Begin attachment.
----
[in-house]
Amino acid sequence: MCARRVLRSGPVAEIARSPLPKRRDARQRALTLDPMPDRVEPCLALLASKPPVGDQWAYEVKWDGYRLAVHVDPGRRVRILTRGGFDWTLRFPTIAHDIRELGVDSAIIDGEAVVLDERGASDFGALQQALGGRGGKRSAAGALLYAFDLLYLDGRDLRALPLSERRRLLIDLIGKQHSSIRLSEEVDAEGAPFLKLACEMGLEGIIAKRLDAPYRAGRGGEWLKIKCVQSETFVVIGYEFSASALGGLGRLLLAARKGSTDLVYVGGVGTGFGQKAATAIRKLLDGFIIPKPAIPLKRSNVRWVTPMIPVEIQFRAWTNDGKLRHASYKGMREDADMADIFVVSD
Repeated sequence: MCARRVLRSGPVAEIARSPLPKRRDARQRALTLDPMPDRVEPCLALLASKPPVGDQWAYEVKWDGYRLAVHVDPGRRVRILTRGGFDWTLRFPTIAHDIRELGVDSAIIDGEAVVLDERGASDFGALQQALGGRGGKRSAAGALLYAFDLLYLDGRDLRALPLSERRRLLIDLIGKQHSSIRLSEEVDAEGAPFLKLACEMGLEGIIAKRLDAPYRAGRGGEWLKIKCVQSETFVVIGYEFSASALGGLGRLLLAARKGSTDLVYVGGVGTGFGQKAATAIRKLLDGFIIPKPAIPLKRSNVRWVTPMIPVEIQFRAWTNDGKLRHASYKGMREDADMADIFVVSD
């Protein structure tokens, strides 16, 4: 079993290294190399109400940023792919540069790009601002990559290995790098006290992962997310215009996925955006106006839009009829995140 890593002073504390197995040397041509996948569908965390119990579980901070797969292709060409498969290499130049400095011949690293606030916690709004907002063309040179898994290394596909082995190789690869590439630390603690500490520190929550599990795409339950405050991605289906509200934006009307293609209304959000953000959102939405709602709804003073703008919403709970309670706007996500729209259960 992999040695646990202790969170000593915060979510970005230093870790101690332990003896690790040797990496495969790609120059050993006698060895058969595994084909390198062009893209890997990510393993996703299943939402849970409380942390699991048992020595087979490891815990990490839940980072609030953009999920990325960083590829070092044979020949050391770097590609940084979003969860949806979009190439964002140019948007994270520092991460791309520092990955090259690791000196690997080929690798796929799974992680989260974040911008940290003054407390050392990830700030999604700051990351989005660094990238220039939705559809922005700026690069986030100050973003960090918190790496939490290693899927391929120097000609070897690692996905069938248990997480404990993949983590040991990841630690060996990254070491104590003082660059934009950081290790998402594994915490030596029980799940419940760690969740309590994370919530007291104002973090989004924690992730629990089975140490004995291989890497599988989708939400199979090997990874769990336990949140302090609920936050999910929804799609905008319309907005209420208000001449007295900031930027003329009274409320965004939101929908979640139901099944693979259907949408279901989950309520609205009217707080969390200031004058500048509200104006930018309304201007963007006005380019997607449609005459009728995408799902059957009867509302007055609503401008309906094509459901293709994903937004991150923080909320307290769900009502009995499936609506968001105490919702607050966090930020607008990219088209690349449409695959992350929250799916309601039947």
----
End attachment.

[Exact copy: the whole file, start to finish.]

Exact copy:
[in-house]
Amino acid sequence: MCARRVLRSGPVAEIARSPLPKRRDARQRALTLDPMPDRVEPCLALLASKPPVGDQWAYEVKWDGYRLAVHVDPGRRVRILTRGGFDWTLRFPTIAHDIRELGVDSAIIDGEAVVLDERGASDFGALQQALGGRGGKRSAAGALLYAFDLLYLDGRDLRALPLSERRRLLIDLIGKQHSSIRLSEEVDAEGAPFLKLACEMGLEGIIAKRLDAPYRAGRGGEWLKIKCVQSETFVVIGYEFSASALGGLGRLLLAARKGSTDLVYVGGVGTGFGQKAATAIRKLLDGFIIPKPAIPLKRSNVRWVTPMIPVEIQFRAWTNDGKLRHASYKGMREDADMADIFVVSD
Repeated sequence: MCARRVLRSGPVAEIARSPLPKRRDARQRALTLDPMPDRVEPCLALLASKPPVGDQWAYEVKWDGYRLAVHVDPGRRVRILTRGGFDWTLRFPTIAHDIRELGVDSAIIDGEAVVLDERGASDFGALQQALGGRGGKRSAAGALLYAFDLLYLDGRDLRALPLSERRRLLIDLIGKQHSSIRLSEEVDAEGAPFLKLACEMGLEGIIAKRLDAPYRAGRGGEWLKIKCVQSETFVVIGYEFSASALGGLGRLLLAARKGSTDLVYVGGVGTGFGQKAATAIRKLLDGFIIPKPAIPLKRSNVRWVTPMIPVEIQFRAWTNDGKLRHASYKGMREDADMADIFVVSD
């Protein structure tokens, strides 16, 4: 079993290294190399109400940023792919540069790009601002990559290995790098006290992962997310215009996925955006106006839009009829995140 890593002073504390197995040397041509996948569908965390119990579980901070797969292709060409498969290499130049400095011949690293606030916690709004907002063309040179898994290394596909082995190789690869590439630390603690500490520190929550599990795409339950405050991605289906509200934006009307293609209304959000953000959102939405709602709804003073703008919403709970309670706007996500729209259960 992999040695646990202790969170000593915060979510970005230093870790101690332990003896690790040797990496495969790609120059050993006698060895058969595994084909390198062009893209890997990510393993996703299943939402849970409380942390699991048992020595087979490891815990990490839940980072609030953009999920990325960083590829070092044979020949050391770097590609940084979003969860949806979009190439964002140019948007994270520092991460791309520092990955090259690791000196690997080929690798796929799974992680989260974040911008940290003054407390050392990830700030999604700051990351989005660094990238220039939705559809922005700026690069986030100050973003960090918190790496939490290693899927391929120097000609070897690692996905069938248990997480404990993949983590040991990841630690060996990254070491104590003082660059934009950081290790998402594994915490030596029980799940419940760690969740309590994370919530007291104002973090989004924690992730629990089975140490004995291989890497599988989708939400199979090997990874769990336990949140302090609920936050999910929804799609905008319309907005209420208000001449007295900031930027003329009274409320965004939101929908979640139901099944693979259907949408279901989950309520609205009217707080969390200031004058500048509200104006930018309304201007963007006005380019997607449609005459009728995408799902059957009867509302007055609503401008309906094509459901293709994903937004991150923080909320307290769900009502009995499936609506968001105490919702607050966090930020607008990219088209690349449409695959992350929250799916309601039947």